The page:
H g > D pB pJ Measuring pressure / U tube manometer I. Pipe flow
Butterfly valve Average the pressure on pressure taps around the perimeter The manometers balance equation: H g D > rny <<rm (For example> measuring air with water) Or (Measuring water with mercury) pB pJ Notice that

D Measuring pressure / U tube manometer II.
The manometers balance equation: D Density of the measuring fluid rmf (approximately) mercury water alcohol Density of the measured fluid: rny (For example air) plevegő = pair -atmospheric pressure [Pa] ~105Pa R - specific gas constant for air 287[J/kg/K] T - atmospheric temperature [K] ~293K=20°C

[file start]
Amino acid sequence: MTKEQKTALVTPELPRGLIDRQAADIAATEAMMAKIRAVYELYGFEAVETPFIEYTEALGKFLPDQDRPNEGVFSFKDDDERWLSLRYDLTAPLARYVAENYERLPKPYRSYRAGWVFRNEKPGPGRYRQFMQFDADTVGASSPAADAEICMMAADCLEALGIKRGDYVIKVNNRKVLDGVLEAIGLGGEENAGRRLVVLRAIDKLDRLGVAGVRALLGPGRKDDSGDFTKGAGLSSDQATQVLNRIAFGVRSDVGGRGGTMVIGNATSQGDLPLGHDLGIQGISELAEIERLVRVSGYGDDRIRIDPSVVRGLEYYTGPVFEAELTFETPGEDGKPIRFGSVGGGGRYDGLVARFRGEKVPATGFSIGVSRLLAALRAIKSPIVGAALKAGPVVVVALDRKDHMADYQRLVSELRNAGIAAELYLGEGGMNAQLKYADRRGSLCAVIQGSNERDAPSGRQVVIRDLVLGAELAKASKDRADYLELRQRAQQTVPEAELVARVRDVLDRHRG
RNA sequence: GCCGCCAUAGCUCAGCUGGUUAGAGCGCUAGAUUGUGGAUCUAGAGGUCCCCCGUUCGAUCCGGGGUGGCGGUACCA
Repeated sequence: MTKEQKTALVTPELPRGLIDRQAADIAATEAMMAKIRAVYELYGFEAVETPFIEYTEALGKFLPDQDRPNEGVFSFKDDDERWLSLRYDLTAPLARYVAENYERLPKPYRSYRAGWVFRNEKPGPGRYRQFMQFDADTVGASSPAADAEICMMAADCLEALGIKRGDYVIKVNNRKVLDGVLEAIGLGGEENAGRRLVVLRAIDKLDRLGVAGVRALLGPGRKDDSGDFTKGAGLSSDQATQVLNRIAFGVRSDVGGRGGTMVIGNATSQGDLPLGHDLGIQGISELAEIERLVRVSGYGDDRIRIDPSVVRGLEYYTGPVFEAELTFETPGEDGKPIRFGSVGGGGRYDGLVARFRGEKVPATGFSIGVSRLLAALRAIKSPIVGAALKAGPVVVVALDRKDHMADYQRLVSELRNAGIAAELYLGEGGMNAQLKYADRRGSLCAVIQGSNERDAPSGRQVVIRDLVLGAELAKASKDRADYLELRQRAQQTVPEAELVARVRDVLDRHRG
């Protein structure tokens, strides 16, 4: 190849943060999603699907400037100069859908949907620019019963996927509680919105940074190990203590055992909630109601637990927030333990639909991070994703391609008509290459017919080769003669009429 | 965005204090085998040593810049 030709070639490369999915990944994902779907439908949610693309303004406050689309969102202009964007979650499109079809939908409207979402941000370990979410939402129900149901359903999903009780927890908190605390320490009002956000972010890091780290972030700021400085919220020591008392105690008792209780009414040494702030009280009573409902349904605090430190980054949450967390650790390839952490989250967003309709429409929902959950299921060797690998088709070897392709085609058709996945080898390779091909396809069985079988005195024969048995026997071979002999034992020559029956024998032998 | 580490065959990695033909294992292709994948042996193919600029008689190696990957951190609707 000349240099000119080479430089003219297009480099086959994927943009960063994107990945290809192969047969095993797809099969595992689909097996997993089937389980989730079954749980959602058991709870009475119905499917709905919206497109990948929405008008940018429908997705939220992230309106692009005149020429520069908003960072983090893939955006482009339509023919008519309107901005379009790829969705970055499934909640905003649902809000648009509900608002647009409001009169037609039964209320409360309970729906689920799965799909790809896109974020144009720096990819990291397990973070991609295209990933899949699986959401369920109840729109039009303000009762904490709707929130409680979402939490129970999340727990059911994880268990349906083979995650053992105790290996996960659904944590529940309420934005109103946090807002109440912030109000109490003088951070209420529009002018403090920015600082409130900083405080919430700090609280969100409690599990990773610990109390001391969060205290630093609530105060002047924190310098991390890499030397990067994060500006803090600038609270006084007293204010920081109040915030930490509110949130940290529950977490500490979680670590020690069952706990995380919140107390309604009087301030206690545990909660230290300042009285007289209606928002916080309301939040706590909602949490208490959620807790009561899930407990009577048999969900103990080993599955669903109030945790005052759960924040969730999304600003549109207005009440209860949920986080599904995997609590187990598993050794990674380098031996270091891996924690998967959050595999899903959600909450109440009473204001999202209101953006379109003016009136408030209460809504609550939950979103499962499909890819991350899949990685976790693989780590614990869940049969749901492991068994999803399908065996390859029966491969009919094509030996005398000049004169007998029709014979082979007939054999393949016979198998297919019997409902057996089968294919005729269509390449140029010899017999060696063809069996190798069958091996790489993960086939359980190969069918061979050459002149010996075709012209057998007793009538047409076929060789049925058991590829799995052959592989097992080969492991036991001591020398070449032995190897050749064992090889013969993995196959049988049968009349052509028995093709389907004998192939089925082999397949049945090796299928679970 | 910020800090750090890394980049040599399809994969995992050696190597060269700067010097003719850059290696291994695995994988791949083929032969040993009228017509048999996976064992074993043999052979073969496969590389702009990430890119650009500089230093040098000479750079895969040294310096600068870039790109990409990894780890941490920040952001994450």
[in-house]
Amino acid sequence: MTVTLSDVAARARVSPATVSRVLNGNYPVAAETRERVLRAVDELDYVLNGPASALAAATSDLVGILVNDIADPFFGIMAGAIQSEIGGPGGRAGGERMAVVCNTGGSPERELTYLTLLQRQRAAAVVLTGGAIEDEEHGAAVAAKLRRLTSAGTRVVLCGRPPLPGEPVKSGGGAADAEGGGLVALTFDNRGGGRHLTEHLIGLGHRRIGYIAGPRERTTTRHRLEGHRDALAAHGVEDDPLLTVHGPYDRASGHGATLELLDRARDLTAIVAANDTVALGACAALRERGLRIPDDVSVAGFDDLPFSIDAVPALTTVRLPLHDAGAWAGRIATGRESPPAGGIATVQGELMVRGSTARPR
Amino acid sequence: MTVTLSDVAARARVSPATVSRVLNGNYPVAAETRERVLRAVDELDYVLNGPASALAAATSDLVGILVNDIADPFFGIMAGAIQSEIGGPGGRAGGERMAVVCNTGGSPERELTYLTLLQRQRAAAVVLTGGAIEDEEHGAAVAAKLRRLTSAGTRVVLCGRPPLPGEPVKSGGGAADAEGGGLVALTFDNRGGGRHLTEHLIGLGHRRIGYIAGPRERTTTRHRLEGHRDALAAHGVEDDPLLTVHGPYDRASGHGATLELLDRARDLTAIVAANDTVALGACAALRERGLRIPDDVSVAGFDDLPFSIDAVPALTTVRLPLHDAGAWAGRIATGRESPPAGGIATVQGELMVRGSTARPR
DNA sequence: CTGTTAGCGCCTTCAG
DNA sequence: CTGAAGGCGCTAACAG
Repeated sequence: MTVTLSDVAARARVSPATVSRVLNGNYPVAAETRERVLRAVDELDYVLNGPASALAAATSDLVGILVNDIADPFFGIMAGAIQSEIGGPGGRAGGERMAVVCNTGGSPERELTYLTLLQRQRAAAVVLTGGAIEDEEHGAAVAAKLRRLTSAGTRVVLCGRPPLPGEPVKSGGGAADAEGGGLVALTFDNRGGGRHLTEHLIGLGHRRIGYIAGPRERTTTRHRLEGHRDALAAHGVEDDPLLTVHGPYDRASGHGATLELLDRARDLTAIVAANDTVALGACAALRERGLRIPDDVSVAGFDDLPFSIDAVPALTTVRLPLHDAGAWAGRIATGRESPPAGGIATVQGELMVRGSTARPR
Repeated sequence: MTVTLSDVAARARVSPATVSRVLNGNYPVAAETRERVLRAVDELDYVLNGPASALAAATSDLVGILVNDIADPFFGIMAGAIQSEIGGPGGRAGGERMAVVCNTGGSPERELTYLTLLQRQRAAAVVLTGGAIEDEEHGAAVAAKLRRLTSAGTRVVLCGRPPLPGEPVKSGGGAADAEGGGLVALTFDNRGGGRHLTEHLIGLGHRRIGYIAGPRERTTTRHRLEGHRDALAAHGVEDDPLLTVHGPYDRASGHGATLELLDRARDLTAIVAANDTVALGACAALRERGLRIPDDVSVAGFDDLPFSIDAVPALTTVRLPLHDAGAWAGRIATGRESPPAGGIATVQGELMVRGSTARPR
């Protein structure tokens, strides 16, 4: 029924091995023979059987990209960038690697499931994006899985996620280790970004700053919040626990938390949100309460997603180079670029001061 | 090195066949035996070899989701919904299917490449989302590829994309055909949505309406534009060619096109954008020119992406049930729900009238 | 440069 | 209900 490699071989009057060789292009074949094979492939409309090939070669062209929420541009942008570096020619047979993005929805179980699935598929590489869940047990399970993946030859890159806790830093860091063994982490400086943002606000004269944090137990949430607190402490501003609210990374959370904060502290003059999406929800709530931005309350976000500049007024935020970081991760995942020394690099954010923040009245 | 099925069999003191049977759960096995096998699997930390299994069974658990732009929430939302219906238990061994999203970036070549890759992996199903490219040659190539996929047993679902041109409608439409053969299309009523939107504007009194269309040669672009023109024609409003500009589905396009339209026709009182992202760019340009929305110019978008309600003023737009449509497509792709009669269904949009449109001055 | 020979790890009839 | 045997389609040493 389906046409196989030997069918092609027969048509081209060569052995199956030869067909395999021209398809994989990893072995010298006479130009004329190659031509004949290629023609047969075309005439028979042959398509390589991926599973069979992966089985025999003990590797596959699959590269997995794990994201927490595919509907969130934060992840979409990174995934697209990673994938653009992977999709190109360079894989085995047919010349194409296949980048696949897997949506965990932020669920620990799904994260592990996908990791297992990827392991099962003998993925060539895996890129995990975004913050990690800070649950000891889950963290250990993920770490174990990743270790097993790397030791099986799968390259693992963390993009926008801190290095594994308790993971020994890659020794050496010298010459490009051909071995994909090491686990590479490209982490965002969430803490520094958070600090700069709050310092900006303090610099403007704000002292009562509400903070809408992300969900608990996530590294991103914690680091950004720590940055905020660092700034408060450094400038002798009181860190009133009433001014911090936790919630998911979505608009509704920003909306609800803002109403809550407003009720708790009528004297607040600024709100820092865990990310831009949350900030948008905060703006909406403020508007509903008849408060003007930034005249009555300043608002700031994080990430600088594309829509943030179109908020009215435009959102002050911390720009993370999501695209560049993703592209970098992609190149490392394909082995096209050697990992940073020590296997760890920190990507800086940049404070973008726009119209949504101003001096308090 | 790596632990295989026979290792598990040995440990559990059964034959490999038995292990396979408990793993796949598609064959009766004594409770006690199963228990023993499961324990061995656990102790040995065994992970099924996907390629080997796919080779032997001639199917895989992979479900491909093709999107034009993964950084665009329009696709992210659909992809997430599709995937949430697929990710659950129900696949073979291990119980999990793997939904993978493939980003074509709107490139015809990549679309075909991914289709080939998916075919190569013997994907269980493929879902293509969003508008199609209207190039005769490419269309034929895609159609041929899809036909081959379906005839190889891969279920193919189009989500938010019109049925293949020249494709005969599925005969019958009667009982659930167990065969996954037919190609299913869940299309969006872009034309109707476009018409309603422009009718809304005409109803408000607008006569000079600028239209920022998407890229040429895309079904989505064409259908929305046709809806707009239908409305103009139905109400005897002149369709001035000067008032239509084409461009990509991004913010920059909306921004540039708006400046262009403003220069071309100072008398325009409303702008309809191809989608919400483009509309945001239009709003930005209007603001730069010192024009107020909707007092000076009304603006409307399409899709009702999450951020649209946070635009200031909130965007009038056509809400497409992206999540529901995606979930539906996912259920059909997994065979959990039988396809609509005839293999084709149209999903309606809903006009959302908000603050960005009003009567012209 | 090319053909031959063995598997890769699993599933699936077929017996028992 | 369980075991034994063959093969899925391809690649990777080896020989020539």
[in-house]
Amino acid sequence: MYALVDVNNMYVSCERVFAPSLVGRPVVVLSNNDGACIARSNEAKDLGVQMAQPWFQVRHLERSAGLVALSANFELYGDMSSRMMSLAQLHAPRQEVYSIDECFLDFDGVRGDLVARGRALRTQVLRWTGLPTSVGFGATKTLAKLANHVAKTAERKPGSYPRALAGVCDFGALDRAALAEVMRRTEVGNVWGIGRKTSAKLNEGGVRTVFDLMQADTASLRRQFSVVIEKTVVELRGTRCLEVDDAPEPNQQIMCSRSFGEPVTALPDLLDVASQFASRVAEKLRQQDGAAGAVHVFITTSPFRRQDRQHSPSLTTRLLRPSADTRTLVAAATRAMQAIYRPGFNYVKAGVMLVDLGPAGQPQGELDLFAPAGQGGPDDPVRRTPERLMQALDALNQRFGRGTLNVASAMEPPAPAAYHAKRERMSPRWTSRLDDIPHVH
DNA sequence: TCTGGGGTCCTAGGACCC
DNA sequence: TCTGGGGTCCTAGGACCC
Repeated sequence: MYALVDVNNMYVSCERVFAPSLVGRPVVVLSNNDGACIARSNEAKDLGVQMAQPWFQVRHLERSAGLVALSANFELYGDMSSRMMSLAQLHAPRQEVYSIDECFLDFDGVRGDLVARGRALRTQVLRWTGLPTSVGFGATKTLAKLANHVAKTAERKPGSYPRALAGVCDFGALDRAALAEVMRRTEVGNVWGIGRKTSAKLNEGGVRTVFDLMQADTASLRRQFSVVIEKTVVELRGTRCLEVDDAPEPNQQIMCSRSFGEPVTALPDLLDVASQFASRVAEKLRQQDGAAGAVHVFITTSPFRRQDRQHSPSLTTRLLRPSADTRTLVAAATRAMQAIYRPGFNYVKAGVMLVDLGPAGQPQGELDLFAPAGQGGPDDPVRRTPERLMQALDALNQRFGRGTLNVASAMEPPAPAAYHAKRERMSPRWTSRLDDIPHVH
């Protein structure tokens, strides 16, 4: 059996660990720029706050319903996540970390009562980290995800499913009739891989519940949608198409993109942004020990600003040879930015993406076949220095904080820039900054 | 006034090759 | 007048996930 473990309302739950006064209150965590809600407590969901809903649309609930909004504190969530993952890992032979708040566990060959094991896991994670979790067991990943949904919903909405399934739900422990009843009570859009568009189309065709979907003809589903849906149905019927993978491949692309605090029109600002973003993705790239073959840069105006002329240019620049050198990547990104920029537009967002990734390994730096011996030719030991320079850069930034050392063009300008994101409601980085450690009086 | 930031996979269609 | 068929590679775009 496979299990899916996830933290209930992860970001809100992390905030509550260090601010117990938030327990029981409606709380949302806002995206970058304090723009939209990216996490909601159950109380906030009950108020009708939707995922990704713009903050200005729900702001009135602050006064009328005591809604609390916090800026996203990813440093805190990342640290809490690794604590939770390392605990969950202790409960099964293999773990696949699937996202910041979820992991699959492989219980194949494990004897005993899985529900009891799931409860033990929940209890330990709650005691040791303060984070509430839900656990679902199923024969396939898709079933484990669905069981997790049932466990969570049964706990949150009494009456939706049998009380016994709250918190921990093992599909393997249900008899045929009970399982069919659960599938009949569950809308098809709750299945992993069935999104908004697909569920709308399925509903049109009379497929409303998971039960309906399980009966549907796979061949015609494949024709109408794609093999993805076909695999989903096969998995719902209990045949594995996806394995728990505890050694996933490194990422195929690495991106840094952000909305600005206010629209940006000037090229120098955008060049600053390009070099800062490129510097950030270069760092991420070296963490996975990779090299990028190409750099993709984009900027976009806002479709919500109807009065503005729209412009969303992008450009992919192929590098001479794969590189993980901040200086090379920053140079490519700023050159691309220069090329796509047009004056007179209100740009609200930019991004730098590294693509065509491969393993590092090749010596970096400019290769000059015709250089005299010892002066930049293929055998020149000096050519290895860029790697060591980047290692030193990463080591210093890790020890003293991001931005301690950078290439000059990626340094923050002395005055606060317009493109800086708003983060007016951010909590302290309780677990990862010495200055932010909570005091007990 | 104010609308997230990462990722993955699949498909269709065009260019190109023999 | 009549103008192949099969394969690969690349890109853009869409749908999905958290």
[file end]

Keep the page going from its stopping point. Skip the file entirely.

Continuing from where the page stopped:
Measuring pressure / U tube manometer III.
Example: the reading: The exactness ~1mm: The absolute error: How to write the correct value with the absolute error(!) The relative error: Disadvantages: Reading error (take every measurement twice) Exactness~1mm With a small pressure difference, the relative error is large Advantages: Reliable Does not require servicing

Measuring pressure / upside down U tube micro manometer
The manometer’s balance equation Since the upside down U tube manometer is mostly used for liquid measured fluids, the measurement fluid is usually air. The density of air is13.6 times smaller than mercury and therefore the results are much more exact.

Measuring pressure / Betz micro manometer
The relative error is reduced using optical tools. Exactness ~0,1mm: The absolute error is: The relative error: